Proposal Title

Having Your Cake and Eating It: Revenge in Sarah MacLean’s Rules of Scoundrels Series

Start Date

13-4-2018 10:05 AM

End Date

13-4-2018 11:05 AM

Proposal Type

Individual Presentation

Abstract

Revenge, according to Linda Woodbridge, is an act of political resistance. It is the weapon of those who are denied access to legal redress, the weapon of the weak, the weapon of the downtrodden. It is, in the words of Francis Bacon, “a kind of wild justice.” It is not surprising, then, that a genre that centralises women in patriarchal society – and therefore in a weaker socio-political position – is rife with retribution.

Sarah MacLean’s The Rules of Scoundrels series – A Rogue by Any Other Name (2012), One Good Earl Deserves a Lover (2013), No Good Duke Goes Unpunished (2013), and Never Judge a Lady by Her Cover (2014) – is founded on revenge: the three heroes of the first novels are brought together by the heroine of the fourth through her gambling house, established as an elaborate retribution against the society that has judged her unfairly. Vengeance also features in the other novels, thus centralizing it – and offering up moral questions.

It is the question of whether the quest for revenge is successful or not that is of greatest significance. Who is successful? Who gives up their revenge? The answers imply a myriad of moral outcomes: is revenge an acceptable course of action, is it satisfactory, and for whom? This paper will consider particularly the last two novels of the series in these terms, and will attempt to satisfactorily answer the question of whether revenge is an act of resistance in the romance genre as it is in drama.

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Apr 13th, 10:05 AM Apr 13th, 11:05 AM

Having Your Cake and Eating It: Revenge in Sarah MacLean’s Rules of Scoundrels Series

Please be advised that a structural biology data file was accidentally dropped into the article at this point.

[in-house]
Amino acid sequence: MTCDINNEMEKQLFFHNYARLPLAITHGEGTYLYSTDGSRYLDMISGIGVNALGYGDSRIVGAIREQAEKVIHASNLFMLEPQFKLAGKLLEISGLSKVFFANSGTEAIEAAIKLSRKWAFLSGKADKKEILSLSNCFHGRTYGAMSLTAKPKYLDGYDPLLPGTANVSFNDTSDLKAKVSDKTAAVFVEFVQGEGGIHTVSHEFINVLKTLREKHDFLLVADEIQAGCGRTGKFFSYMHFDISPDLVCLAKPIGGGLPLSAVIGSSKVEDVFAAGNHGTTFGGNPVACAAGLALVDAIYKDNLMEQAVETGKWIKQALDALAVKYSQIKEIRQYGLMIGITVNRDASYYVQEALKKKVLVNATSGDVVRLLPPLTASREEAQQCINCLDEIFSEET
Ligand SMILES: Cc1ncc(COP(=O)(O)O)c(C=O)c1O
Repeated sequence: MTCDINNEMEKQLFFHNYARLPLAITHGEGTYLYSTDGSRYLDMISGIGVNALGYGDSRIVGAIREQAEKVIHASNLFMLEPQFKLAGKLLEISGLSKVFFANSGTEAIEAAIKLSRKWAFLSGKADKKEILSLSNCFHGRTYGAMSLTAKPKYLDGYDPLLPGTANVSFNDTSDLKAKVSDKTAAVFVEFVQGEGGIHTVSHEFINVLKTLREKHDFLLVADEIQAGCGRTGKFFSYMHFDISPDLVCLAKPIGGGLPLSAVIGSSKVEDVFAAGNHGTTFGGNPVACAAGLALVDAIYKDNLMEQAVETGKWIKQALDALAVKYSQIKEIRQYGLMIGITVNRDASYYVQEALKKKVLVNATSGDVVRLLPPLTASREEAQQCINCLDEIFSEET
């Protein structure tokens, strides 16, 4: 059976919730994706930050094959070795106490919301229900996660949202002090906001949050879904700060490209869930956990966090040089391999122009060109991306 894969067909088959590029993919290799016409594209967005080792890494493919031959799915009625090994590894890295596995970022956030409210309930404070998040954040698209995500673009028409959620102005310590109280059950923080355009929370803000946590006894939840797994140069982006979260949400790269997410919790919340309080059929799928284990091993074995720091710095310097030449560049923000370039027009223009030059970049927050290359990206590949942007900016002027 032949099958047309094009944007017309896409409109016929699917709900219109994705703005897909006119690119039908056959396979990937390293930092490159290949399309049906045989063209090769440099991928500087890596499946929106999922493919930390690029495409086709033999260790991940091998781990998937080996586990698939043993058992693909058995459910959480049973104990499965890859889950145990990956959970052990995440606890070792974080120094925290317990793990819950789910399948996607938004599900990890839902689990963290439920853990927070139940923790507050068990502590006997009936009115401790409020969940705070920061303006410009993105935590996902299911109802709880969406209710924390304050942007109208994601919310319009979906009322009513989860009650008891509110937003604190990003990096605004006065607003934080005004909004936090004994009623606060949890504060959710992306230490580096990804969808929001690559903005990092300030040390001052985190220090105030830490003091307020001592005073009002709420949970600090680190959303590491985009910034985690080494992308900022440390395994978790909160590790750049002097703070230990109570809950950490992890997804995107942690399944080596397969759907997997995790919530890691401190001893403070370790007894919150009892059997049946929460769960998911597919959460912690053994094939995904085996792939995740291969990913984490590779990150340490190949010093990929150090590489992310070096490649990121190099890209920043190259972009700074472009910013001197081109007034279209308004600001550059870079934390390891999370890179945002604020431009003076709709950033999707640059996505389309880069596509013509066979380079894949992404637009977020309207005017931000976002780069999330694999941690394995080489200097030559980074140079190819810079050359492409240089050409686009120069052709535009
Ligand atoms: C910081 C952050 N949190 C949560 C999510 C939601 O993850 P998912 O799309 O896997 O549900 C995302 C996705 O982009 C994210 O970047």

Revenge, according to Linda Woodbridge, is an act of political resistance. It is the weapon of those who are denied access to legal redress, the weapon of the weak, the weapon of the downtrodden. It is, in the words of Francis Bacon, “a kind of wild justice.” It is not surprising, then, that a genre that centralises women in patriarchal society – and therefore in a weaker socio-political position – is rife with retribution.

Sarah MacLean’s The Rules of Scoundrels series – A Rogue by Any Other Name (2012), One Good Earl Deserves a Lover (2013), No Good Duke Goes Unpunished (2013), and Never Judge a Lady by Her Cover (2014) – is founded on revenge: the three heroes of the first novels are brought together by the heroine of the fourth through her gambling house, established as an elaborate retribution against the society that has judged her unfairly. Vengeance also features in the other novels, thus centralizing it – and offering up moral questions.

It is the question of whether the quest for revenge is successful or not that is of greatest significance. Who is successful? Who gives up their revenge? The answers imply a myriad of moral outcomes: is revenge an acceptable course of action, is it satisfactory, and for whom? This paper will consider particularly the last two novels of the series in these terms, and will attempt to satisfactorily answer the question of whether revenge is an act of resistance in the romance genre as it is in drama.